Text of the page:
I recently caught up with Max Herrmann, CMO at Cask, to discuss his company’s CDAP platform and Hydrator and Tracker applications. Max has more than 15 years of enterprise software experience across a range of product marketing, corporate marketing and business development functions, and has been instrumental in positioning several highly innovative companies for market success. Prior to Cask, he served as EVP Marketing for GridGain Systems. He also spent six years at Microsoft in senior product marketing roles for the company’s datacenter and cloud solutions. Max holds a master’s degree in Aerospace Engineering from the University of Stuttgart, and an MBA from the Technical University of Munich. Russ Savage, Application Engineer at Cask, also contributed to this interview.
Daniel D. Gutierrez – Managing Editor, insideBIGDATA
insideBIGDATA: Please give me a run down on Cask and where the company fits in with the big data ecosystem.
Max Herrmann: I’d be happy to. If you think about the traditional 3-tier or app server story, you have tools like unit testing and CI testing and you have libraries available that you can pull into. You don’t have to code everything yourself. These things don’t typically exist in a Hadoop environment. You start coding against the low-level APIs. You would start coding as a developer who wants to create application logic. You start coding basically against infrastructure APIs. But you really would like to focus on the app logic. Wouldn’t it be nice if you could just assume the infrastructure is available to you, and focus on the application itself? Well, that’s essentially what CDAP is doing as an application integration platform. We create abstractions, basically, that are on top of the low-level APIs.
For example, for data sources – different data types, different data sources – we have an abstraction. It’s called “data sets.” For us, everything is a data set. That means it also can be moved between applications easily. We have an abstraction that’s called “programs.” A program could be literally anything. It could be a stream, it could be a MapReduce job, it could be a Spark job, and it makes it pluggable between different applications. Then we have built these abstractions called Hydrator and Tracker, which are really purpose-filled applications that take advantage of the capabilities that are in the CDAP platform, along with a nice drag and drop UI on top.
Let’s consider Hydrator first. A lot of people, when they’re trying to get into production, try to figure out how to get the data in the door in the first place, so instead of coding through Flume or Kafka and end up with different streams, they can use Hydrator’s data ingestion tool that makes it very easy to build a data pipeline. Think of it as an “ETL plus,” so it’s not just ETL, but we allow you to do aggregations, you can do machine learning, you can do modeling, we provide you with a set of standard sources, transformations, and syncs. But because everything – the platform and the extensions are 100% open source, if you don’t find the source that you wanted to use, if you don’t find the sync that you want to write to, you can build your own plug-ins. It’s all open source.
Next is Tracker. The idea with Tracker is that people are trying to figure, particularly in the more compliance-sensitive industries – financial services, healthcare, is what happens with the data once they enter Hadoop. Once they enter, a data lake for example, they want to know the origin of the data as they get transformed, who has access to the data. So we provide audit trails, we provide metadata tracking for all the metadata in the system, and we provide data lineage. Once the data enters CDAP, it doesn’t matter where they go from there, we always have a record of where the data originated first and where they went. That’s it in a nutshell. It’s a platform that run on top of the distros. We’re certified with all the leading distros. Cloudera is actually an investor in Cask, so we work with them very closely in the market. We’re also certified with Hortonworks and MapR. Plus, we also support the cloud distros. It’s one of the nice things when you build an application on CDAP, and it gives you examples for the portability benefits that this kind of platform gives you.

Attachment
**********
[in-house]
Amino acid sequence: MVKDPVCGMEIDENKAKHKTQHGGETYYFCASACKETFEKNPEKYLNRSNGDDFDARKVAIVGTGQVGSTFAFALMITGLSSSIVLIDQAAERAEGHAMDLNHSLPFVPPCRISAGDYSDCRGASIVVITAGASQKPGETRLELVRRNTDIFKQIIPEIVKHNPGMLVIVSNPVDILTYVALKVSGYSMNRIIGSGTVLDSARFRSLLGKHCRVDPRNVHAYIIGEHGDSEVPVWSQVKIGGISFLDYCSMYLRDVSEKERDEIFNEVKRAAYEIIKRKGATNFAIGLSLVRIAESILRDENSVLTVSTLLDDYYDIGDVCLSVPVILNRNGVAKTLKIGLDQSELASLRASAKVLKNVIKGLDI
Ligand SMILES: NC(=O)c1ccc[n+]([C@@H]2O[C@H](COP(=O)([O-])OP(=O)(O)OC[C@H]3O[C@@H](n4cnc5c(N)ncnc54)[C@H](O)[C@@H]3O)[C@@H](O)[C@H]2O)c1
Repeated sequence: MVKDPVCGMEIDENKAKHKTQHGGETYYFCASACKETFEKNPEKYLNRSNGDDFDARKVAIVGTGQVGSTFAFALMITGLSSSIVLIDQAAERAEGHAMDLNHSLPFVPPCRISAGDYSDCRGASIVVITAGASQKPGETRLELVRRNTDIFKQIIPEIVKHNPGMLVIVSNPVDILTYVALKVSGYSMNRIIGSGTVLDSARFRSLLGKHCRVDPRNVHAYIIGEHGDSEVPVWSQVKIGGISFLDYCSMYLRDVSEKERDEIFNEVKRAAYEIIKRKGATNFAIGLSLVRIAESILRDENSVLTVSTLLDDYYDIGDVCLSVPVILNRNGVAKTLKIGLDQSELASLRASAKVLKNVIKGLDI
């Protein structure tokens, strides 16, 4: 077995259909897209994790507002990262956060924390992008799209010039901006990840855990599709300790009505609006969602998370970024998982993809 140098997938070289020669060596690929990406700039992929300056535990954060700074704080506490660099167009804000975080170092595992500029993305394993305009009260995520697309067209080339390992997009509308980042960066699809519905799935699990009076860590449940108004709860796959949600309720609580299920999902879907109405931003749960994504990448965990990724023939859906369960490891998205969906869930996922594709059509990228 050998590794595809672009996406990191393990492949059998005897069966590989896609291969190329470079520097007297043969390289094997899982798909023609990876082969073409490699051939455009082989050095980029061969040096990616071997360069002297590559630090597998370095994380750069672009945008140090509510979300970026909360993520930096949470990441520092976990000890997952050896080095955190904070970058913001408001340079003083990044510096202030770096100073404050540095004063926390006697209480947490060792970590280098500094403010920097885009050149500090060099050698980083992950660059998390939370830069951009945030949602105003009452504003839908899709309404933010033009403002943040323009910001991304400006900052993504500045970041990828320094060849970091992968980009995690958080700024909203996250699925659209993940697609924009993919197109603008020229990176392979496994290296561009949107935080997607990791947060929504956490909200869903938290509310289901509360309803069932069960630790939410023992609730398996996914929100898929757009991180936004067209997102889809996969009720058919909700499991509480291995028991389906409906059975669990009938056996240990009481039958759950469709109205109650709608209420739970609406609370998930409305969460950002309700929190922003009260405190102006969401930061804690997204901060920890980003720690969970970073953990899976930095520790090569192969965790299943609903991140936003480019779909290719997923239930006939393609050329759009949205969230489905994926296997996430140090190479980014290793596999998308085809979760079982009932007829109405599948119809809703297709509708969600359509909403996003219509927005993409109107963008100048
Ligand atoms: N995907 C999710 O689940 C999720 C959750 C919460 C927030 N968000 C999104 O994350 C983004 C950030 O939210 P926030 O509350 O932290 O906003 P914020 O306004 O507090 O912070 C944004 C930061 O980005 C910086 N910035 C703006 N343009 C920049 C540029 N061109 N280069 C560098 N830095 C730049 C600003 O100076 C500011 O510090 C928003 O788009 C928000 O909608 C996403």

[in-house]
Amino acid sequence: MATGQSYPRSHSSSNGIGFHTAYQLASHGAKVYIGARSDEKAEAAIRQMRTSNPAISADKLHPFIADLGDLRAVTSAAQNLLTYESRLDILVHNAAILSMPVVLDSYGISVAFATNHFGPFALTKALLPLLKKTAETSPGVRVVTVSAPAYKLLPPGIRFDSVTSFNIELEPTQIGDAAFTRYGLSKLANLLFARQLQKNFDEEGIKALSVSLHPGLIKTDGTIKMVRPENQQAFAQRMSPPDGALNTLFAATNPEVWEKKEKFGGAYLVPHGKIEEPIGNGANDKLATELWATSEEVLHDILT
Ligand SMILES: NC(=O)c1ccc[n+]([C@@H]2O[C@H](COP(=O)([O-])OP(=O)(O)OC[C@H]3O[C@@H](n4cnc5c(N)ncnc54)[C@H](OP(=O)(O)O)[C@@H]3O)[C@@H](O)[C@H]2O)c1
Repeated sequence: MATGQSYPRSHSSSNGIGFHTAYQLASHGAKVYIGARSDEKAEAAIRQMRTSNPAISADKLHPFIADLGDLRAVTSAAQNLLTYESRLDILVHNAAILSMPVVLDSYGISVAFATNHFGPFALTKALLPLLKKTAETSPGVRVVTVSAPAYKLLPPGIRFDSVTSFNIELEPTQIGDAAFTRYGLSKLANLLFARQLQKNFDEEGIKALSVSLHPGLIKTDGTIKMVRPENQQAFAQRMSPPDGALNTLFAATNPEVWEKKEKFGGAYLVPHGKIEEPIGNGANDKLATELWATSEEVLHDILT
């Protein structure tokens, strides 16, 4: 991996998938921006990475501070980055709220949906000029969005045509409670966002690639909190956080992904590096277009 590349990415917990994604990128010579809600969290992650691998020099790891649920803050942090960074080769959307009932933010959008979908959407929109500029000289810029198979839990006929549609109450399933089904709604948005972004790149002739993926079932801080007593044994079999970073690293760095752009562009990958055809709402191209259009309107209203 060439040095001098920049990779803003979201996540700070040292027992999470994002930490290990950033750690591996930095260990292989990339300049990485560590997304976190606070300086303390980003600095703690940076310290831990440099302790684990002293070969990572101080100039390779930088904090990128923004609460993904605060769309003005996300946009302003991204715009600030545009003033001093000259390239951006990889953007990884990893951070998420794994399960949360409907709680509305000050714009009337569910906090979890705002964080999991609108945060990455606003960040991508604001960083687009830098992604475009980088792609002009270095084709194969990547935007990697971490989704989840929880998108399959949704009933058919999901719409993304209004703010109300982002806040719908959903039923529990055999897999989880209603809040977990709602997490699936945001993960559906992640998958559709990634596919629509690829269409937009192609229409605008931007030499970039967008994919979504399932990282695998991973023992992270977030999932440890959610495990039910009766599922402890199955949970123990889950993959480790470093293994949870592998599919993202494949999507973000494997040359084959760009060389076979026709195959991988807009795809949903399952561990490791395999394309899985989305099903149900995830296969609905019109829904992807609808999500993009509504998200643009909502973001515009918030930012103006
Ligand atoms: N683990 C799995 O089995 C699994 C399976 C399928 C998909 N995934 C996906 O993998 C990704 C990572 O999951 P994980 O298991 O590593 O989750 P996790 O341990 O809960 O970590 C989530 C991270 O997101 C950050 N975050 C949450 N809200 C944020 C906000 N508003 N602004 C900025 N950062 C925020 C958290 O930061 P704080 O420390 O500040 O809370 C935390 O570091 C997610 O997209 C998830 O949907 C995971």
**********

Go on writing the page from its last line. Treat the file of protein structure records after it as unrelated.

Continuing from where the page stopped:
Let’s say you start out with one of the on-premise distros, and you decide at some point you decide you want to run that same application in the cloud. With CDAP it becomes very easy, because we already are abstracted against different versions and components that the packages have. So you can very easily move your on-premise application to the cloud. A similar idea applies to some of our customers that are trying to support multiple platforms, multiple Hadoop platforms or distros with their customers. So they’re writing applications and services against customer A who is using MapR, and customer B is using Cloudera. So now they find themselves in a situation where they have to support all these different environments. We see to it that they can support it very easily, because to them, the application just looks the same, whether it ultimately runs with MapR or Cloudera. That’s another benefit of having an abstraction layer to work between the distros and the actual application.
One of the things I keep hearing more and more is the idea that with open source, people feel like they’re not locking themselves in with the application or with the code, which is obviously a big benefit. But what’s happening in the last 18 months or so, is that more and more of those distros are forking, creating pieces, components that are not necessarily reflected in other distros, in terms of their own IP. One distro may be using Spark 1.5 and the next might be using Spark 1.6. You have these differences in versions. It becomes very complicated, actually, for people to figure, what to do if, in the future, I want to run in a different type of environment. We’ll take care of all of this. We certify against all these distros so that when a new version of Cloudera or MapR comes out, or a new version of CDAP comes out, that we are certified and run in all these environments. So we have an increasingly larger support matrix in terms of the different versioning and components that we support in each of the distros.